The Suitability of Computer-Based Training for Workers with Limited Formal Education: A Case Study from the Us Agricultural Sector

16 Pages Posted: 24 Nov 2006

See all articles by W. Kent Anger

W. Kent Anger

Oregon Health & Science University

Jeff Stupfel

Oregon Health & Science University

Tammara Ammerman

Oregon Health & Science University

Alys Tamulinas

Oregon Health & Science University

Todd Bodner

Portland State University - Department of Psychology

Diane S. Rohlman

Oregon Health & Science University

Abstract

The suitability of computer-based instruction (CBI) for workers with limited education was evaluated in an Hispanic orchard workforce that reported little computer experience and 5.6 mean years of formal education. Ladder safety training was completed by employees who rated the training highly (effect size [d_gain]=5.68), and their knowledge of ladder safety improved (d_gain=1.45). There was a significant increase (p<0.01) in safe work practices immediately after training (d_gain=0.70), at 40 days post training (d_gain=0.87) and at 60 days (d_gain=1.40), indicating durability. As in mainstream populations, reaction or affective ratings correlated well with utility ratings, but not with behavior change. This demonstrates that an agricultural workforce with limited formal education can learn job safety from CBI and translate the knowledge to work practice changes, and those changes are durable.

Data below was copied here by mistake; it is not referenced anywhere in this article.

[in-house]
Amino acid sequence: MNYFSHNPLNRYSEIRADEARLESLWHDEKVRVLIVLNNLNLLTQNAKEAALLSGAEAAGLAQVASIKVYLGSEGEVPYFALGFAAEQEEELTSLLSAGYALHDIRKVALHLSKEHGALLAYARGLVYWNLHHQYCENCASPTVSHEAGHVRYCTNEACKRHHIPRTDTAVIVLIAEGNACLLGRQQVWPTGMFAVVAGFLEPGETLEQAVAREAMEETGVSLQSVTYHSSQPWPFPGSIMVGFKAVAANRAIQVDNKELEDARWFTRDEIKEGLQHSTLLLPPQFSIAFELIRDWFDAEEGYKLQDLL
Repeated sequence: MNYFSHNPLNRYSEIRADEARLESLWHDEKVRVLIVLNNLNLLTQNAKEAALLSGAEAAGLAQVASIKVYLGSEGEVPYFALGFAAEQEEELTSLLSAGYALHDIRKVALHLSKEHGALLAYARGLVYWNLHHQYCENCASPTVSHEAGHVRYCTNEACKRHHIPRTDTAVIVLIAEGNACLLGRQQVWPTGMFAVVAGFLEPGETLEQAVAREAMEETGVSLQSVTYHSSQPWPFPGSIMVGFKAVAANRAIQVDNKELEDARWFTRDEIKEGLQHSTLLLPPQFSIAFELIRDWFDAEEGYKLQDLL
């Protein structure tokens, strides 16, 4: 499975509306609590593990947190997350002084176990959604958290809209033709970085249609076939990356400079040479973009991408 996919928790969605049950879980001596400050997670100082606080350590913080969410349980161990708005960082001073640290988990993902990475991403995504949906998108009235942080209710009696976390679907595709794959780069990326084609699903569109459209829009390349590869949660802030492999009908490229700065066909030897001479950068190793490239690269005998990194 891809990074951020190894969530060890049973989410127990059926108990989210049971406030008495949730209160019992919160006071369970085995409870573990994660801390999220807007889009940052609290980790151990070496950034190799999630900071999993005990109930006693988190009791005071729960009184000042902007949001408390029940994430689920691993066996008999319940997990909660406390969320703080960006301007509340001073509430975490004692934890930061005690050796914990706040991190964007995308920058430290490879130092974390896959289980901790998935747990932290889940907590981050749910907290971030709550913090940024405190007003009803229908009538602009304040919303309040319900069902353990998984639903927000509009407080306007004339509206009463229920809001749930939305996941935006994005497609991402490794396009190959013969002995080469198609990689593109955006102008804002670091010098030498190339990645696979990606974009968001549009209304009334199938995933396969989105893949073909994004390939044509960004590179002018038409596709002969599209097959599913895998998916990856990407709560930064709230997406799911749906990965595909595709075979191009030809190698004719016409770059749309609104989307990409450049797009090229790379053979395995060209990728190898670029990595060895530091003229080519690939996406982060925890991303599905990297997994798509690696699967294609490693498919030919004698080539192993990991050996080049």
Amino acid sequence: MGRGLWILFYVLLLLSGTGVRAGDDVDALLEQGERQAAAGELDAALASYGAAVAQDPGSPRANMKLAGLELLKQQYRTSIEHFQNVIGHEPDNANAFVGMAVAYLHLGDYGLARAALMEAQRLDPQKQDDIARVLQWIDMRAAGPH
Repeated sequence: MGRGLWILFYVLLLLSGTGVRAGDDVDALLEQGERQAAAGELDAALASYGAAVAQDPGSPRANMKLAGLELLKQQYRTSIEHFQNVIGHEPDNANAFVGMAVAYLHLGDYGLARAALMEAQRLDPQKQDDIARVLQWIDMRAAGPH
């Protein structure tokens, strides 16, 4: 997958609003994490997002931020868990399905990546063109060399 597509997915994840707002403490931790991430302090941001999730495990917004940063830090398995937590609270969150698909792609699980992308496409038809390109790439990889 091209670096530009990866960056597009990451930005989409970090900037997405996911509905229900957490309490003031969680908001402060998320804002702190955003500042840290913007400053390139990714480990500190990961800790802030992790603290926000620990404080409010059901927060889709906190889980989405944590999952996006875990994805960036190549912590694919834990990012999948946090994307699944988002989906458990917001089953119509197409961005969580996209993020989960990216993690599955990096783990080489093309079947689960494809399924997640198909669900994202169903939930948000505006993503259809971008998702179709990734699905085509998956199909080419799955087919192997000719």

Suggested Citation

Anger, W. Kent and Stupfel, Jeff and Ammerman, Tammara and Tamulinas, Alys and Bodner, Todd E. and Rohlman, Diane S., The Suitability of Computer-Based Training for Workers with Limited Formal Education: A Case Study from the Us Agricultural Sector. International Journal of Training and Development, Vol. 10, No. 4, pp. 269-284, December 2006. Available at SSRN: https://ssrn.com/abstract=947001 or http://dx.doi.org/10.1111/j.1468-2419.2006.00260.x

W. Kent Anger (Contact Author)

Oregon Health & Science University ( email )

Behavioral and Psychological Assessment Laboratory
Portland, OR 97201
United States
(503) 494-2514 (Phone)

HOME PAGE: http://www.ohsu.edu/croet/faculty/anger/

Jeff Stupfel

Oregon Health & Science University ( email )

Behavioral and Psychological Assessment Laboratory
Portland, OR 97201
United States
(503) 494-2514 (Phone)

HOME PAGE: http://www.ohsu.edu/croet/faculty/anger/behavioral.html

Tammara Ammerman

Oregon Health & Science University ( email )

Behavioral and Psychological Assessment Laboratory
Portland, OR 97201
United States
(503) 494-2514 (Phone)

HOME PAGE: http://www.ohsu.edu/croet/faculty/anger/behavioral.html

Alys Tamulinas

Oregon Health & Science University ( email )

Behavioral and Psychological Assessment Laboratory
Portland, OR 97201
United States

HOME PAGE: http://www.ohsu.edu/croet/faculty/anger/behavioral.html

Todd E. Bodner

Portland State University - Department of Psychology ( email )

OR 97221
United States

Diane S. Rohlman

Oregon Health & Science University ( email )

Behavioral and Psychological Assessment Laboratory
Portland, OR 97201
United States
(503) 494-2514 (Phone)

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